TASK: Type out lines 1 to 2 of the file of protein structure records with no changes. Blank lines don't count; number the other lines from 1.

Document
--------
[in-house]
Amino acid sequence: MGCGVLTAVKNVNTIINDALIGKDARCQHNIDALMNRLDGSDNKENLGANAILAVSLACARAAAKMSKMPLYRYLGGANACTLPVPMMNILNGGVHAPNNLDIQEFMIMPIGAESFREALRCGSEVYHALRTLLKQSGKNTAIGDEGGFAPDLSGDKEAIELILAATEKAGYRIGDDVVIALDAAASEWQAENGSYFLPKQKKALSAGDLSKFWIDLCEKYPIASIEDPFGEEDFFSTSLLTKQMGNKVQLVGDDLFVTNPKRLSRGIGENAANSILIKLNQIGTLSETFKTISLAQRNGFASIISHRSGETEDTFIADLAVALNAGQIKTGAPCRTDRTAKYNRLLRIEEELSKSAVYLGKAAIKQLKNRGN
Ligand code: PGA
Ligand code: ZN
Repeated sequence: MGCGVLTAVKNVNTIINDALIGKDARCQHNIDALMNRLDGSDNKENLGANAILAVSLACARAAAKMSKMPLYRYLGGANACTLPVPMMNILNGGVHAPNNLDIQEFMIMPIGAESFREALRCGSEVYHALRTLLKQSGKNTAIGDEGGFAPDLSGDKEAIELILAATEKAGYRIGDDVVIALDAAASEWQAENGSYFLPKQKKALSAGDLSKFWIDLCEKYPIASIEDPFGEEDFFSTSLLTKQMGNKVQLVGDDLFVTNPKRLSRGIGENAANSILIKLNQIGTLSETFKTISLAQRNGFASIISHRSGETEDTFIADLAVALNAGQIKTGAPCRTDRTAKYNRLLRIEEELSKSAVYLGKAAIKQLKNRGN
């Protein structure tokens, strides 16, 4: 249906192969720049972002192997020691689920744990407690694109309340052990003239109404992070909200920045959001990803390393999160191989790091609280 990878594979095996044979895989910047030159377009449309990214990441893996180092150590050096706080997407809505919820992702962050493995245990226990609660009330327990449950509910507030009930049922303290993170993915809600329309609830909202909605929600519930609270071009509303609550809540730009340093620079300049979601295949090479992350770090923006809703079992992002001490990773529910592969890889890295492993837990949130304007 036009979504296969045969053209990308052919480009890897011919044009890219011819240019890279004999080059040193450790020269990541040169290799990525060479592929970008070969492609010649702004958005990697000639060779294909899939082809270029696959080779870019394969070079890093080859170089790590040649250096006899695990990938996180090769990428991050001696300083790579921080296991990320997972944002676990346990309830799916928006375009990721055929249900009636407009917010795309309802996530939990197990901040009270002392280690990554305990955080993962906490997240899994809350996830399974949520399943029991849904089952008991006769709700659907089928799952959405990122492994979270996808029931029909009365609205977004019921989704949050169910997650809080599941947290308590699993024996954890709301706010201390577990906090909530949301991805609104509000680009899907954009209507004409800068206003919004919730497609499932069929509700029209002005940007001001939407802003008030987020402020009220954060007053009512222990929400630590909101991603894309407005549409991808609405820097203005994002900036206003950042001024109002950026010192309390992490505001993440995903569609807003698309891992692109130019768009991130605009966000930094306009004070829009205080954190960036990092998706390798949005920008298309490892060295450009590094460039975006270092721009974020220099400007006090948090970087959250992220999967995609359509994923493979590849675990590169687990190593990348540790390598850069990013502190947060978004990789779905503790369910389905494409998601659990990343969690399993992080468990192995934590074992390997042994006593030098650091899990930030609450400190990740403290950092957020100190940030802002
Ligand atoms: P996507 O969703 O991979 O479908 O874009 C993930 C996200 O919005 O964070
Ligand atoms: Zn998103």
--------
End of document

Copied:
[in-house]
Amino acid sequence: MGCGVLTAVKNVNTIINDALIGKDARCQHNIDALMNRLDGSDNKENLGANAILAVSLACARAAAKMSKMPLYRYLGGANACTLPVPMMNILNGGVHAPNNLDIQEFMIMPIGAESFREALRCGSEVYHALRTLLKQSGKNTAIGDEGGFAPDLSGDKEAIELILAATEKAGYRIGDDVVIALDAAASEWQAENGSYFLPKQKKALSAGDLSKFWIDLCEKYPIASIEDPFGEEDFFSTSLLTKQMGNKVQLVGDDLFVTNPKRLSRGIGENAANSILIKLNQIGTLSETFKTISLAQRNGFASIISHRSGETEDTFIADLAVALNAGQIKTGAPCRTDRTAKYNRLLRIEEELSKSAVYLGKAAIKQLKNRGN